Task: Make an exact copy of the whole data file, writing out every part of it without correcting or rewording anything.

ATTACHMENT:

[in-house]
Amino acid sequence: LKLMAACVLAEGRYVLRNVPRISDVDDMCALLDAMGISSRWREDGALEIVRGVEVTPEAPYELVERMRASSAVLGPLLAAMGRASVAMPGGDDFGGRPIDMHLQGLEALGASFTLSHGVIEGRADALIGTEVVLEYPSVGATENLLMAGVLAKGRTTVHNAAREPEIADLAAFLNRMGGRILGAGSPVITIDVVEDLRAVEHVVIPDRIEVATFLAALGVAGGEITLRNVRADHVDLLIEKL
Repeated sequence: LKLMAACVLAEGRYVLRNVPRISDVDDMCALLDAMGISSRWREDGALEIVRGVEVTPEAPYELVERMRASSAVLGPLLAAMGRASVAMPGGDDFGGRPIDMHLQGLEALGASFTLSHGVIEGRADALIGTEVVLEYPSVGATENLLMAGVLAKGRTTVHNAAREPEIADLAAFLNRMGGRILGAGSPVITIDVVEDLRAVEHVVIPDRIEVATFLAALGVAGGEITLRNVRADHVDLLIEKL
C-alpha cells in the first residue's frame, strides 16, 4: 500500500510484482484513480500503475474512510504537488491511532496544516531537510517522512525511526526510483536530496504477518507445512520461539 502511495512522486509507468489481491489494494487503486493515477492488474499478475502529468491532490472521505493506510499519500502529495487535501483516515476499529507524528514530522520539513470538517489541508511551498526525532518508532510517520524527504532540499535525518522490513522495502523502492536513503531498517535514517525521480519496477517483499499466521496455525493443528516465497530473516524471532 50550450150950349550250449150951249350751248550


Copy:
[in-house]
Amino acid sequence: LKLMAACVLAEGRYVLRNVPRISDVDDMCALLDAMGISSRWREDGALEIVRGVEVTPEAPYELVERMRASSAVLGPLLAAMGRASVAMPGGDDFGGRPIDMHLQGLEALGASFTLSHGVIEGRADALIGTEVVLEYPSVGATENLLMAGVLAKGRTTVHNAAREPEIADLAAFLNRMGGRILGAGSPVITIDVVEDLRAVEHVVIPDRIEVATFLAALGVAGGEITLRNVRADHVDLLIEKL
Repeated sequence: LKLMAACVLAEGRYVLRNVPRISDVDDMCALLDAMGISSRWREDGALEIVRGVEVTPEAPYELVERMRASSAVLGPLLAAMGRASVAMPGGDDFGGRPIDMHLQGLEALGASFTLSHGVIEGRADALIGTEVVLEYPSVGATENLLMAGVLAKGRTTVHNAAREPEIADLAAFLNRMGGRILGAGSPVITIDVVEDLRAVEHVVIPDRIEVATFLAALGVAGGEITLRNVRADHVDLLIEKL
C-alpha cells in the first residue's frame, strides 16, 4: 500500500510484482484513480500503475474512510504537488491511532496544516531537510517522512525511526526510483536530496504477518507445512520461539 502511495512522486509507468489481491489494494487503486493515477492488474499478475502529468491532490472521505493506510499519500502529495487535501483516515476499529507524528514530522520539513470538517489541508511551498526525532518508532510517520524527504532540499535525518522490513522495502523502492536513503531498517535514517525521480519496477517483499499466521496455525493443528516465497530473516524471532 50550450150950349550250449150951249350751248550